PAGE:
I can’t help but wonder if the apostles’ amazing success in Derbe was attributable to the obvious brutality Paul had endured in Lystra. Think about that for a moment. In Lystra, Paul declared the gospel from a posture of good health, sharp intelligence, and the power of God working through him that led a crippled man to be healed. His sincere desire was to point people to God, but what happened? Instead of worshipping God, the citizens of Lystra saw all that power and charisma and decided to worship the messenger.

 

But in Derbe, when the listeners see the gospel presented by a bruised and beaten man, when they hear the testimony of a person who suffered stoning and then limped 60 miles to tell them about Jesus, they’re not inclined to worship the messenger. They worship the One to whom the messenger bears witness to. And given his suffering and weakened state, the gospel creates no anger, no hostility, and no opposition.

 

Let me ask you a question: who are you more inclined to believe? The one who has suffered little for his convictions, or the one who has suffered much? The one who wields great power, or the one who demonstrates great faith when she is powerless?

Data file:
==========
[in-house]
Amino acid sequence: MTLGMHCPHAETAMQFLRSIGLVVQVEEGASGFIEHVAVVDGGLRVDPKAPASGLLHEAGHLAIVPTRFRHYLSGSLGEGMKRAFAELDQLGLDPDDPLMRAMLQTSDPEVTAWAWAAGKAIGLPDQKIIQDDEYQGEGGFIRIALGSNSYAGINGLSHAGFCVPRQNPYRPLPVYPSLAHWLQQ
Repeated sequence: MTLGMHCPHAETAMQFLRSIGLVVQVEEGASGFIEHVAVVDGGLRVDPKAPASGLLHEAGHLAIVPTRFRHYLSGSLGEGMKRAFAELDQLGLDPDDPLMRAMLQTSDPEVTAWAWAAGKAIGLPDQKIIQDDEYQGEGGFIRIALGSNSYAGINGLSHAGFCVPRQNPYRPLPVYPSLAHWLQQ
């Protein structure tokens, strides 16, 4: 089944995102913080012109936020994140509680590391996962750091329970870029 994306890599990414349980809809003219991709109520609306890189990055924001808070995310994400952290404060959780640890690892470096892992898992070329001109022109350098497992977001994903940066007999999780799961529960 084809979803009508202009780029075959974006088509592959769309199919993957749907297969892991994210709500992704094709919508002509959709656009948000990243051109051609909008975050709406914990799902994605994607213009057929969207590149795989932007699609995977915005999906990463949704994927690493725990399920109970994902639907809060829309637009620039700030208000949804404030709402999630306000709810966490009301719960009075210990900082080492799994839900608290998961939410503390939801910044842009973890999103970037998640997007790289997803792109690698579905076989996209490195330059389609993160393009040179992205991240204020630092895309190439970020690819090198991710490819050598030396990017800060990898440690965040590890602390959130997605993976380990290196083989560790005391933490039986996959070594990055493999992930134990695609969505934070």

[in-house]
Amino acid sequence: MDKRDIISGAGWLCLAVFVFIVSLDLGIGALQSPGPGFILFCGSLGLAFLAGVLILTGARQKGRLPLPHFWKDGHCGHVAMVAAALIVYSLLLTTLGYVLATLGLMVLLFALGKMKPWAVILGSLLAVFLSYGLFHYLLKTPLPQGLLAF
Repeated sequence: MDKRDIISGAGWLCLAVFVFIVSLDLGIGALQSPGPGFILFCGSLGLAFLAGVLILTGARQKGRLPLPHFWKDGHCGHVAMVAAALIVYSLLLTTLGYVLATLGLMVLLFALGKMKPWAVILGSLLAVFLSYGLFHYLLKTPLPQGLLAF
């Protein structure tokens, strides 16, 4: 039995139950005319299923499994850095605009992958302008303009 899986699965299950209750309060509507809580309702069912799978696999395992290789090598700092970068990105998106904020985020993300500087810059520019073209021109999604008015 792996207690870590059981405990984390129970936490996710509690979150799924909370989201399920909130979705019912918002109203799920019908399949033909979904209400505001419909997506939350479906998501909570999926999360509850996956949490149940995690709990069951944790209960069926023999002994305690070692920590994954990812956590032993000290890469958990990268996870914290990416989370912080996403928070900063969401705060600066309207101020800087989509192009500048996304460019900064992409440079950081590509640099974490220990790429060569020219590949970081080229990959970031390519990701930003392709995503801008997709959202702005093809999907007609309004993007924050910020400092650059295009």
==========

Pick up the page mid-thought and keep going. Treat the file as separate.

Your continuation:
Paul will later write in 2 Cor. 12: “But the Lord said to me, ‘My grace is sufficient for you, for my power is made perfect in weakness.’ Therefore I will boast all the more gladly of my weaknesses, so that the power of Christ may rest upon me. For the sake of Christ, then, I am content with weaknesses, insults, hardships, persecutions, and calamities. For when I am weak, then I am strong.”

 

Where did Paul develop that theology and perspective of missional strength through personal weakness? I suspect his experiences in Lystra and Derbe played a significant role.

 

Now notice something else here. Paul and Barnabas are about ready to be done with their mission trip. Paul has been beaten to a pulp, and they’re ready to head home. The shortest route home from where they are now is to walk just over 100 miles southeast from Derbe to the port in Tarsus where they can grab a ship and sail straight back to Syria. Not only is that the shortest way back, it’s also a golden opportunity for Paul to drop in on his family and friends there in his hometown of Tarsus. Amazingly, however, that’s not what Paul and Barnabas decide to do.

 

Look at vss. 21-22: When they had preached the gospel to [Derbe] and had made many disciples, they returned to Lystra and to Iconium and to Antioch, strengthening the souls of the disciples, encouraging them to continue in the faith, and saying that through many tribulations we must enter the kingdom of God.